If we face a future where every person has (easy access to) a laptop or networked mobile device, what will it mean? What will it mean for institutionally advocated, mediated, and activated learning? How will educators use these tools and this moment? How will users—learners—adapt them to learning functionality, access, and productive learning possibilities? Will what is learned and the new methods of learning alter as a consequence, becoming quicker but shallower, more instrumental and less reflective? Or will the social networking possibilities prompt greater reflexivity, a more sustained sociality in which the positions and concerns of the otherwise remote are more readily taken into consideration in decision making? How can we use these tools to inspire our most traditional institutions of learning to change?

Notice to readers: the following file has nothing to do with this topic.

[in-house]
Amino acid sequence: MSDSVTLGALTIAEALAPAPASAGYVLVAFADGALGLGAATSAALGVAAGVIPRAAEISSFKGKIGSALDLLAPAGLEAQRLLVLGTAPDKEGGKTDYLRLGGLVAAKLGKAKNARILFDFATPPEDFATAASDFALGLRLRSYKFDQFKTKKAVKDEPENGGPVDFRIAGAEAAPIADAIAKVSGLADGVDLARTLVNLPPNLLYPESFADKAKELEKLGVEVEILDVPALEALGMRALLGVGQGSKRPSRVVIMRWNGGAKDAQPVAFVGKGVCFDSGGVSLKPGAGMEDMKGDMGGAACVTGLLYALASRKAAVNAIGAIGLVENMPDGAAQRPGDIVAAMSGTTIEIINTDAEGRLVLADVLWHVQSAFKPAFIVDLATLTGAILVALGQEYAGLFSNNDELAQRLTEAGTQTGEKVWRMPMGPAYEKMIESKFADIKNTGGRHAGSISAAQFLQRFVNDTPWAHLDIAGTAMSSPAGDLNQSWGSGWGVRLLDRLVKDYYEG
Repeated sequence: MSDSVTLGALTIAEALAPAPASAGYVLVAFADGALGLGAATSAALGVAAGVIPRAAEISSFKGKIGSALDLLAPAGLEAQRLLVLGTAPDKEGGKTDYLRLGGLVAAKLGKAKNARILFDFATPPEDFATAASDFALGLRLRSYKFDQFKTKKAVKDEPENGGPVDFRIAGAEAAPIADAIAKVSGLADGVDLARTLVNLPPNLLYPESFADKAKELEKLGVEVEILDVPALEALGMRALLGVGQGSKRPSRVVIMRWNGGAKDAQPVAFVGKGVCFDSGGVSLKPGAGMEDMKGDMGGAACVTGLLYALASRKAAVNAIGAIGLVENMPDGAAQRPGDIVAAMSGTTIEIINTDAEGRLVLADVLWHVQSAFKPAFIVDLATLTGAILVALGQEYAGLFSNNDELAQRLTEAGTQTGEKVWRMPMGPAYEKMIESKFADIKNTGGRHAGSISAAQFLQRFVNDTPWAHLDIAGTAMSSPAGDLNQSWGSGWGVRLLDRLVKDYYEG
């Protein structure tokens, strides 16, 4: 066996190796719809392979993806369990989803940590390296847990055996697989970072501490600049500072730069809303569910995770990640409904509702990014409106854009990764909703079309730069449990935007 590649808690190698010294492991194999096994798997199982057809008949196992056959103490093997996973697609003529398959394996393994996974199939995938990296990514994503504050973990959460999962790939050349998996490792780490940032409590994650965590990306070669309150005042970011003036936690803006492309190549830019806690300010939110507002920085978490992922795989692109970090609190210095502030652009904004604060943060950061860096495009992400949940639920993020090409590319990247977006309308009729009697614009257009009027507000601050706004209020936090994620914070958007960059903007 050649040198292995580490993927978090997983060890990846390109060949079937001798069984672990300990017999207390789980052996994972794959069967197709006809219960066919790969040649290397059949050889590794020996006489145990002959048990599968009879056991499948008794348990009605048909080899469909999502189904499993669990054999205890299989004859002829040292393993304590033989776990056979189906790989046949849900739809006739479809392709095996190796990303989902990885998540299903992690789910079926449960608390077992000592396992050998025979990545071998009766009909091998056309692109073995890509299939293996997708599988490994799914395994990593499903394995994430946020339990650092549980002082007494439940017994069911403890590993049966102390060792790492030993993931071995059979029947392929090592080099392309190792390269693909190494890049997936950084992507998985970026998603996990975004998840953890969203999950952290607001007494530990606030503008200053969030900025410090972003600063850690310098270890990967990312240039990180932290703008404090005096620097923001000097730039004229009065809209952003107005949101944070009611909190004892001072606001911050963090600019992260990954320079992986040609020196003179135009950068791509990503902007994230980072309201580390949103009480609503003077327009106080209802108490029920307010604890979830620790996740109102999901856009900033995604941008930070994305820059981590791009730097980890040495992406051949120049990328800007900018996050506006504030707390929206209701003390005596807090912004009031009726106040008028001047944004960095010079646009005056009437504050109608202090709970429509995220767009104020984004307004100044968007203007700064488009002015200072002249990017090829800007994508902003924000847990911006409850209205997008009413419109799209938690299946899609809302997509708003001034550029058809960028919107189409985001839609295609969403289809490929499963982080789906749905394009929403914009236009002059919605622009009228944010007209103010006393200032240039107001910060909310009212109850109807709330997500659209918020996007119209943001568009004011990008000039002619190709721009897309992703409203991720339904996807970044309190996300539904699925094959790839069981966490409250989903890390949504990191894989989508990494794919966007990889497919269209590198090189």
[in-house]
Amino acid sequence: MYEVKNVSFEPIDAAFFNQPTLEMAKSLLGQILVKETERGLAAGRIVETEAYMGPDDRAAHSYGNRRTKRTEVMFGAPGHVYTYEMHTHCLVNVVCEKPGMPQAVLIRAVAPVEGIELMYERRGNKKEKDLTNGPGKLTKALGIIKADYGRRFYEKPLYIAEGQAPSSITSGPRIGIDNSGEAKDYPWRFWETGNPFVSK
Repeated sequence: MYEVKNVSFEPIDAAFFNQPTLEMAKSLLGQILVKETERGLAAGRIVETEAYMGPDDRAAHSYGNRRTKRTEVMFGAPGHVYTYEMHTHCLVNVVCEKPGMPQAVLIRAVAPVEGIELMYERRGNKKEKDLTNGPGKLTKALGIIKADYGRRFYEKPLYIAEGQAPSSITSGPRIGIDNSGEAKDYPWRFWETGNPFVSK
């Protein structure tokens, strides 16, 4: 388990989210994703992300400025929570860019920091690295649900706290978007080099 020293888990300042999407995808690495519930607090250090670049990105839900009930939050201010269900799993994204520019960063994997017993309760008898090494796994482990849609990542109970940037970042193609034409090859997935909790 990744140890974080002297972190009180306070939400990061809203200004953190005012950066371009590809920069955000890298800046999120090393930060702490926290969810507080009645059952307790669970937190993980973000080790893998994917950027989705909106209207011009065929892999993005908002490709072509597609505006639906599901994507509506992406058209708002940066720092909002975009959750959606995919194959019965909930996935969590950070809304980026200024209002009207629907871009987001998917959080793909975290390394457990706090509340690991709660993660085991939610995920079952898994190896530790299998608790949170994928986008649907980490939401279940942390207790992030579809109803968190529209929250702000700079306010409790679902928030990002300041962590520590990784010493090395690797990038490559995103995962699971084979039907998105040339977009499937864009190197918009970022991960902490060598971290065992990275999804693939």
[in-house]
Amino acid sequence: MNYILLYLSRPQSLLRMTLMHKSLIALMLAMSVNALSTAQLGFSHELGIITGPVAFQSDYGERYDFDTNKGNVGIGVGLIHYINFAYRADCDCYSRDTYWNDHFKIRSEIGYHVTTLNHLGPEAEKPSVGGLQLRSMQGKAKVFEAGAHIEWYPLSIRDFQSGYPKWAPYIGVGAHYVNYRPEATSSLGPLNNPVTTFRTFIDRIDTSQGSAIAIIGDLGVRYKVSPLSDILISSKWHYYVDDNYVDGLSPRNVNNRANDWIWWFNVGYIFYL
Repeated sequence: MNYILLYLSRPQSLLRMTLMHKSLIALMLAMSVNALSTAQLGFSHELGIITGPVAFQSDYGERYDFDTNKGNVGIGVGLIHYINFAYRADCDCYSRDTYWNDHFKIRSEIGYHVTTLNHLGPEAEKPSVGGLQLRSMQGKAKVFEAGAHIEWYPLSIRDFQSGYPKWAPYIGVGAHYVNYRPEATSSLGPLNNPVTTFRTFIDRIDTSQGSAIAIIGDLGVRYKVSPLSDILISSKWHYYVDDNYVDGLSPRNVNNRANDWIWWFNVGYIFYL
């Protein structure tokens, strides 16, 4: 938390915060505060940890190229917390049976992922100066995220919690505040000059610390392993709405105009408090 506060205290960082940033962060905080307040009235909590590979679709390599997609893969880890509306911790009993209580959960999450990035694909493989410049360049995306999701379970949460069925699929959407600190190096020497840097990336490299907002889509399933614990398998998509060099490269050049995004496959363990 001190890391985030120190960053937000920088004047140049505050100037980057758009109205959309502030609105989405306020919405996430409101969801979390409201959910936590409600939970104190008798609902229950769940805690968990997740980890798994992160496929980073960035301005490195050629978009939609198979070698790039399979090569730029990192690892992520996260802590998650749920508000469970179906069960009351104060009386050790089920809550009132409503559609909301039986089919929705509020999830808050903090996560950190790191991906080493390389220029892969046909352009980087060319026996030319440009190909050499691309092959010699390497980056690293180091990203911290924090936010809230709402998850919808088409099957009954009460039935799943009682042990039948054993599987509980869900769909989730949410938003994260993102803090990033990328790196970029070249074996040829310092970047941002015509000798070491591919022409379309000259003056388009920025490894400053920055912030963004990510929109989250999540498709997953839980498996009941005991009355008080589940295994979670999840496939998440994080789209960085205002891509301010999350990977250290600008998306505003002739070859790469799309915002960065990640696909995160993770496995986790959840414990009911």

Lots of questions - and they also present some answers, well findings, that will help institutions start to change to support an audience who have - to a large extent - changed already and will look elsewhere for their learning needs.
Bravely they put forward ten principles for the future of learning:
Learning through making your own connections and links - massively accelerated through the use of a browser and tools such as RSS, Twitter and note collecting tools such as Evernote.
Moving away from top down, authoritative, standardised education - which is by far the dominant model still - to one where collaboration dominates and you focus on learning how (process) rather than learning that (content).